Friday, December 25, 2015
Счастливых праздников! Taking leave...
Having ourselves a modest little Christmas
As the year draws to a close, it's time to step back and look at how things have transpired over the past fifty-two weeks. And all things considered, it hasn't been a bad year. We ended a successful and enjoyable two-year tour in Shanghai and returned to the familiar confines of Falls Church via Bremerton, Washington. During the year I was able to witness several volcanic eruptions up close (on Sakurajima 桜島 in Kagoshima 鹿児島 during the Lunar New Year), and realized two long-held travel ambitions: to finally visit Thailand (which we did in June) and to drive across the U.S. (accomplished at the end of August and into early September, taking in Yellowstone National Park, Mt. Rushmore, a Cubs game at Wrigley Field and Frank Lloyd Wright's Fallingwater en route). Most importantly, everyone here is in good health, and hopefully will remain so for a long time to come (knock on wood). Sure, there was the unpleasant surprise of having been unceremoniously pulled out of Lithuanian and placed instead in Russian, a language I never had an interest in learning and have struggled to master on a basic level since Labor Day. Still, I have made progress and am probably where I should be at this point in my studies, so I'm confident I'll eventually pass the final
hurdle obstacle exam, and move to Vilnius as scheduled in early May of next year.
Lithuania may have been part of the Soviet Union, but culturally it isn't Russian. Which is why I chose not to take part in the Christmas festivities organized by the Russian section last Friday. Instead, after a morning of listening to how form sentences in Russian using the present progressive tense, I rode the shuttle to the main State Department building, then took a walk along part of the Mall, passing the World War II Memorial and the Washington Monument, to the Freer Gallery of Art, next to the Smithsonian Castle. The Freer and the adjoining Arthur M. Sackler galleries house an impressive collection of Asian art, and I've visited several times. However, the Freer Gallery will be closed for renovations from January 4, and will not reopen until sometime after 2017 (the Stackler Gallery will remain open during that time, however). With time running out, last Friday afternoon seemed a good opportunity to check out the Freer's Japanese collection one last time. The current exhibitions, Bold and Beautiful: Rinpa in Japanese Art and Bold and Beautiful: Rinpa Screens, are centered around works of art from the Rinpa 琳派 school of Japanese painting. These exhibits are tied in with the ongoing Sōtatsu: Making Waves exhibition downstairs at the Stackler, which my family and I visited on Veterans Day. Seeing the various ceramics, paintings and screens on display (and using the time to better appreciate Sotatsu's Waves at Matsushima and Dragons and Clouds) proved to be perfect antidote to the stress that results from trying to understand how and when to use the accusative, prepositional and genitive cases.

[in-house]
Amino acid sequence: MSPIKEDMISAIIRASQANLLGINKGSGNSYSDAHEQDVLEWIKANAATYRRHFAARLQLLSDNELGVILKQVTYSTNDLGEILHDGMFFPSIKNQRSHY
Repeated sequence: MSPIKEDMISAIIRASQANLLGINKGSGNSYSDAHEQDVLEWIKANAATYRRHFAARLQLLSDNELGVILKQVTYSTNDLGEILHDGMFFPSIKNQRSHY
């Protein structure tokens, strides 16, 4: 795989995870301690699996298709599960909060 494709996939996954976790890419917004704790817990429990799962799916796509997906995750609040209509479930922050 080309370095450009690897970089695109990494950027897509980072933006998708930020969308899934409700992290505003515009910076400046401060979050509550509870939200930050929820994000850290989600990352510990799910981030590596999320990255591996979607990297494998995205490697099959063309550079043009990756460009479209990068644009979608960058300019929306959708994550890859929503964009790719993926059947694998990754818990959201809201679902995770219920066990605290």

How I feel everyday after five ours of Russian classes
Early 17th-century tea bowl by Hon'ami Kōetsu 本阿弥光悦
A pair of sliding door panels from the early 18th-century by Ogata Kōrin 尾形光琳, featuring a scene from The Tales of Ise 伊勢物語.
That was a week ago. Today I had Christmas Eve off, thanks to a presidential proclamation. Well, technically, only a half-day free, but the Russian section didn't schedule any classes this morning, so there wasn't any point to going into FSI. Instead, I used the opportunity to ходить в природе, "walk in nature". I couldn't have picked a more opportune day for doing so. This winter has been unseasonably warm, and today was a record-breaker, the warmest December 24 ever recorded in the Washington, D.C. area, with temperatures in the low 70's (normally they would be in the mid-40's). Jim Inhofe has been strangely silent this season.
So I left the apartment early this morning (with the girls still asleep) and drove to Black Hill Regional Park, located forty minutes from Falls Church in Boyds, Maryland. It was an easy walk in the park, covering 6.8 miles (10.9 kilometers) in 2½ hours. Black Hill is noted for its meadows which attract hundreds of monarch butterflies during their semiannual migrations in April and September. The butterflies have long since moved on, and the leaves have fallen from the trees, but the park is still starkly beautiful. It felt great being outdoors today:
The park surrounds the 500-acre (202 hectares) Little Seneca Lake. The view from the back porch of visitor center.
The mineshaft from an 1850's gold mine
On the Black Hill Trail
The only animals seen today were crows, geese and squirrels, but something else left this behind on the trail.
A bridge over Little Seneca Creek
The remains of a water mill, dating back to 1810. This one pressed flax seed in the production of linseed oil before it closed in 1895.
Little Seneca Creek
No explanation is given for these stone ruins
Crossing Lake Ridge Drive
The sign says it all
Pausing by the lake
A pair of geese enjoy the warm weather
The last section of the trail becomes asphalt
A farm across the water
I'll be taking the next week off, a much-needed break from Russian, though I do intend to set aside time for review each day. As my break begins, I wish all of you and your families the happiest of holidays this season!